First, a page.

Because the ships were too large and clumsy, the english frigates were far more versitile and had a much more modern design that allowed them to hold the same amount of cannons on a much sturdier, more manovorable platform. In addition to this, they attacked England during a huge storm which destroyed most of their ships, and the battle took place in the English channel where there was barely any room for all their ships. This forced each ship to take and English ship 1v1. Since the English had much better vessels, the English won the battle and that was the end of the great Spanish armada.
In addition to this, the english sent fire ships on collision course with the spanish ships and since they were so many in such a condensed area, the fire spread quickly and burned many of the ships. The wind from the storm also helped spread the fireOVER four centuries ago, two fleets fought in the narrow waters of the English Channel. The battle pitched Protestants against Catholics and was part of the 16th-century struggle between the armies of Protestant Queen Elizabeth I of England and Roman Catholic King Philip II of Spain.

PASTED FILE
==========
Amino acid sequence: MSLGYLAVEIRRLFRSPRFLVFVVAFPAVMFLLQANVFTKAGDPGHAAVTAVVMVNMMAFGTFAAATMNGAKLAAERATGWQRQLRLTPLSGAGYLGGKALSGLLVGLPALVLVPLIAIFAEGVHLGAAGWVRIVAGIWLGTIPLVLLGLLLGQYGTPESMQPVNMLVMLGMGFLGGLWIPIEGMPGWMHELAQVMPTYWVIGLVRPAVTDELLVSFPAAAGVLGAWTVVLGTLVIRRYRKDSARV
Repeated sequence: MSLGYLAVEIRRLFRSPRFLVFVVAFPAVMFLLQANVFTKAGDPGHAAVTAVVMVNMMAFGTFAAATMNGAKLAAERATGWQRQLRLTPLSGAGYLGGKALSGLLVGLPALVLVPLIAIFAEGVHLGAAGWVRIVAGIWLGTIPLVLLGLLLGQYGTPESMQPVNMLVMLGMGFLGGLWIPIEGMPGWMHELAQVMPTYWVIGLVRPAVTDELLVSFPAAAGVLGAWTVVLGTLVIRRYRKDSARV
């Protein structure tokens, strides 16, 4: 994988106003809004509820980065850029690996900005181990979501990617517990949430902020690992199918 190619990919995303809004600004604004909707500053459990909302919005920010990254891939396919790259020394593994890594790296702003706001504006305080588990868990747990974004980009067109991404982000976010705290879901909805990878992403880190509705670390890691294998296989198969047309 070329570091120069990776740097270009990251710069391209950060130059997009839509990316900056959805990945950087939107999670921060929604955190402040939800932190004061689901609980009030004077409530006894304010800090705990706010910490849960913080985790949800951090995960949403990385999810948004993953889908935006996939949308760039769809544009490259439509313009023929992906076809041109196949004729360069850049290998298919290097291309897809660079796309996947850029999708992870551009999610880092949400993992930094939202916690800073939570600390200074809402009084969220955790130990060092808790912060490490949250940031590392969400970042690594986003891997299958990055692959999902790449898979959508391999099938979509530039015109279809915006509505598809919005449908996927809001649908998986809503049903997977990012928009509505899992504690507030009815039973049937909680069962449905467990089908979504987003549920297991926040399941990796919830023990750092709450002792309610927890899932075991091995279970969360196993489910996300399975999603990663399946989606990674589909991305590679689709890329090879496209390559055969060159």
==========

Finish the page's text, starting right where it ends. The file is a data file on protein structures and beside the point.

“To them the clash of the English and Spanish fleets in the Channel was,” explains the book The Defeat of the Spanish Armada, “a final struggle to the death between the forces of light and the forces of darkness. ” English observers of the time described the Spanish Armada, or great fleet, as “the greatest naval force they had ever seen on the open seas. ” But the expedition the Armada was on proved to be a tragic mistake—especially for the many thousands who lost their lives. What was its objective, and why did it fail?
12 Easy Homework Questions – Integrals, Lagrange, Partial Derivatives
I’m working on 12 questions (some have a few multi-parts) for Calculus and need an explanation and answer to help me learn.I would just like the step by step answers to these questions? They won’t take that long, I’m just busy with studying for midterms. These questions are based on Integrals, Lagrange and Partial Derivatives for First Year Calculus.